Better Together

I think we can all agree that the pandemic was devastating to our country. It destroyed businesses, it cost families their loved ones, and it put the entire country into a panic.

However, like all things in life, nothing is all good or all bad. We learned some important lessons from 2020 that we should not forget as we close out 2021 and plan for 2022.

Because of the constant sense of the unknown, the flux we all experienced, and all the ways we had to change how we did business – we had to communicate more and better with our customers. They ended up, in many cases, being our co-collaborators as we figured out how we could still serve them, given the constraints and fears on all sides.

While we’re all eager to put the pandemic behind us, this idea of partnering with our customers is one of those silver lining learnings that we might want to embrace for the long haul.

That truth was highlighted in a recent Deloitte report that emerged from the pandemic. I’ve cherry-picked some of the most important marketing trends so we can examine them in detail and walk away with some very tangible to-do items.

This week we’re going to focus on the fifth of the five, allowing your customers to participate.

Here are all five trends on the list:

  • Being agile.
  • Being a purpose-driven organization.
  • Building trust.
  • Being authentically human.
  • Allowing customers to participate.

What exactly do we mean by customer participation? You have lots of options. It could be as simple as getting your customers to provide feedback or leave ratings and reviews. They could be on a testing panel or be a part of a formal brand ambassador program. You could also invite them to vote on product packaging, partner with your customers to co-create content, or ask them to participate in research around your brand.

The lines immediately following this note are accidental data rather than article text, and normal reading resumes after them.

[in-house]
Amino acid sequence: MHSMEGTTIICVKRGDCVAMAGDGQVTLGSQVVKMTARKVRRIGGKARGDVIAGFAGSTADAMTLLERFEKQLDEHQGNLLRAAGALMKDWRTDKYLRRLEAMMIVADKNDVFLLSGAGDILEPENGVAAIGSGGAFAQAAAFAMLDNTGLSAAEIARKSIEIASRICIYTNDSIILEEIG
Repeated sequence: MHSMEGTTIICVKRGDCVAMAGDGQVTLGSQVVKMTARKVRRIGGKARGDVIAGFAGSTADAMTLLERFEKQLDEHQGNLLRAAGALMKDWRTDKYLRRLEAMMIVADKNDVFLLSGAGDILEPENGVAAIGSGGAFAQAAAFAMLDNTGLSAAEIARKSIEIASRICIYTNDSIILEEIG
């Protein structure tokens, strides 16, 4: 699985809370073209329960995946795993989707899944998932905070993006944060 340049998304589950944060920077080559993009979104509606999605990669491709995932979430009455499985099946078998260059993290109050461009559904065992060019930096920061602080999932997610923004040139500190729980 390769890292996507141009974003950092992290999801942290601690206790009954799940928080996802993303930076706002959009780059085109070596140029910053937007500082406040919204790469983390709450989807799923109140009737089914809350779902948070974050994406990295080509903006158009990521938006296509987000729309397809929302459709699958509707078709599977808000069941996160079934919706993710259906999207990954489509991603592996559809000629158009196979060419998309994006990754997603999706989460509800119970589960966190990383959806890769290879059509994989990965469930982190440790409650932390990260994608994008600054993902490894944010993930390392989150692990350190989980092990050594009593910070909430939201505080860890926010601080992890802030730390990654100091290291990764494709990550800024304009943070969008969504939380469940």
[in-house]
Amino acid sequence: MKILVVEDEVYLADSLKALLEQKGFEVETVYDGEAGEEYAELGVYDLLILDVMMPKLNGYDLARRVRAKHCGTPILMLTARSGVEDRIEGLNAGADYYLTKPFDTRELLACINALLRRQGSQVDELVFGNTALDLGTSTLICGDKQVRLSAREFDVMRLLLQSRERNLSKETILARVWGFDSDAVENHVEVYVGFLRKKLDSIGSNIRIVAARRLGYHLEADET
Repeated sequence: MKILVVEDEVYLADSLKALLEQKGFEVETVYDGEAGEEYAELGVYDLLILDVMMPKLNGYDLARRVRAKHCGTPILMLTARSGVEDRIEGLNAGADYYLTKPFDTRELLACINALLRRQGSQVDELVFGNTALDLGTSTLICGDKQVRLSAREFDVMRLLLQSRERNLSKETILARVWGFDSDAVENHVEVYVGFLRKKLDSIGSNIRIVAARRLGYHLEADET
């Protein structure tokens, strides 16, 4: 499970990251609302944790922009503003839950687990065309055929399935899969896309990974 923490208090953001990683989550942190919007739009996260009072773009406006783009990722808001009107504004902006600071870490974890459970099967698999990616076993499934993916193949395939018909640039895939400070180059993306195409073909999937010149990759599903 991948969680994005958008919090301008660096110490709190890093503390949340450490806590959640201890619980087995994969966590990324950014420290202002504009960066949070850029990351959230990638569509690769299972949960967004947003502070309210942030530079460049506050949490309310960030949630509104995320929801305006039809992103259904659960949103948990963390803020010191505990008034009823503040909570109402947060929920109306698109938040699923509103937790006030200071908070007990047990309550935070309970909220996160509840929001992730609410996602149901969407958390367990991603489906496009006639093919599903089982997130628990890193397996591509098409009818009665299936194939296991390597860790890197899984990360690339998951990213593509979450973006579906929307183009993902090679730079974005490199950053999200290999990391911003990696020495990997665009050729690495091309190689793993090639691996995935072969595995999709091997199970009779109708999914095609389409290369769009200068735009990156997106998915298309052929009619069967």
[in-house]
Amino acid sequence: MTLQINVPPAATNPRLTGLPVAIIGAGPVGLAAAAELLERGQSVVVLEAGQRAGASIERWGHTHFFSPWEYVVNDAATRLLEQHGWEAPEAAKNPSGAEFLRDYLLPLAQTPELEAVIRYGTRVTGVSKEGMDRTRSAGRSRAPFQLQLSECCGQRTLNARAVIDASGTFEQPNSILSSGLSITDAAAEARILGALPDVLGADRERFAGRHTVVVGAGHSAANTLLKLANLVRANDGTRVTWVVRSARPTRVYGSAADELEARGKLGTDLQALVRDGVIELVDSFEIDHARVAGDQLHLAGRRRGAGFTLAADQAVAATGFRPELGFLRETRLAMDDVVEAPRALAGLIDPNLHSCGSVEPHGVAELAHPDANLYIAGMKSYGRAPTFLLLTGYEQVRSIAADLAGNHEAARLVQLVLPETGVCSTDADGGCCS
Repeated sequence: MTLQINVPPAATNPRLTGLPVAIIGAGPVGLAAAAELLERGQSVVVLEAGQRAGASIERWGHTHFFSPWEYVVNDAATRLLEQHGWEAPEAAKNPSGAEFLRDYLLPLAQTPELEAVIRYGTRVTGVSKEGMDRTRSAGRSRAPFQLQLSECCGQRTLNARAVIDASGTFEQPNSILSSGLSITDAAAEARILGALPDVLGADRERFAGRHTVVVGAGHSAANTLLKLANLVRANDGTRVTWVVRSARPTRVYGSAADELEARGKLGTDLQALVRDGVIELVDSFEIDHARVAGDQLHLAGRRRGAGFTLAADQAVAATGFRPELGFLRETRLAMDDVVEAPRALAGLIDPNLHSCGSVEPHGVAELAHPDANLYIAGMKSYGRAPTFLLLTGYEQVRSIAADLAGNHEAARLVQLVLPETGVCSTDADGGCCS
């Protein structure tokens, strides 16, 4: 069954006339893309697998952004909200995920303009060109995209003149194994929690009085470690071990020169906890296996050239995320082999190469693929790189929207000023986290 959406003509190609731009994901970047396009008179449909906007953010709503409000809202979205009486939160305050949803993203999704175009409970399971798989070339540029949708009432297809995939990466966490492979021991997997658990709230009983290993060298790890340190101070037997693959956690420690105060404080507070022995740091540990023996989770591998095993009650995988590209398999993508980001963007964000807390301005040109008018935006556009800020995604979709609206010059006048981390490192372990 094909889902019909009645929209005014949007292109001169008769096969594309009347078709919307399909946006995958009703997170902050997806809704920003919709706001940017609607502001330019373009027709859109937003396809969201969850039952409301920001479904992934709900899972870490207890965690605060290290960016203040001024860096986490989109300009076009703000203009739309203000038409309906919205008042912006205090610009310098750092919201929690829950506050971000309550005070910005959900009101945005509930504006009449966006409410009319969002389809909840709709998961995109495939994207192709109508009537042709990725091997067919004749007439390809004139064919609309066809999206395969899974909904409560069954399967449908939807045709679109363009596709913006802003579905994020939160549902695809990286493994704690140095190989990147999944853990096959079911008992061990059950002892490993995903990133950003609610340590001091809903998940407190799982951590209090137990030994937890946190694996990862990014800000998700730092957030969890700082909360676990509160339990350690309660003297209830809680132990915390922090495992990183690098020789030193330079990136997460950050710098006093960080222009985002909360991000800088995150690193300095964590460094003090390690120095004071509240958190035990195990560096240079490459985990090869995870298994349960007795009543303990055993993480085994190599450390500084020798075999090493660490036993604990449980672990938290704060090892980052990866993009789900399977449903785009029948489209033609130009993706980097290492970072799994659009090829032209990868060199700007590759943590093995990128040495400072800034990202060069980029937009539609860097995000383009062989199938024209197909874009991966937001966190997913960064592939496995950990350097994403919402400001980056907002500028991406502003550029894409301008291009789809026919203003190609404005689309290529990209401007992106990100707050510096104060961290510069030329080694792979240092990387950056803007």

There are critical elements to successfully launching any customer participation program. Here are some of the basics.

It’s not a one-size-fits-all effort: One of the elements that make customer participation so effective is that the customers are more likely to participate in activities that they feel good about doing. But that doesn’t mean you have to offer everyone the same opportunity to support your brand. You know who your super users are. Be sure you leverage this, so they gain something unique and of perceived value.

Make it an insider’s club: Everyone wants to belong. We love knowing that we’re special and valued. We also love being in the know before everyone. By creating an exclusivity to some aspects of your customer participation program, you will create rabid fans who go out and recruit for you!

Don’t forget the haters: While it’s easier to lean into the customers who love you and tell the world how wonderful you are, if you really want a potent program you have to include those who do not love you as well.

It has to go beyond your products and services: To truly generate brand loyalty and even brand advocacy, your efforts cannot just be about what you produce or sell. You have to be willing to be vulnerable and share your organization’s heart with your customers. Let them understand not only what you do, but even more important, why you do it.

Pulling this off is no picnic. It requires that you step back from the fray of the moment and be willing to meet your customers face to face, with humility and your humanity on your sleeve. You need to let go of perfect and embrace the messiness of going to market.

Then you get to invite your customers in. Resist giving them the sanitized version of your organization. Let them see it all.

This was originally published in the Des Moines Business Record, as one of Drew’s weekly columns.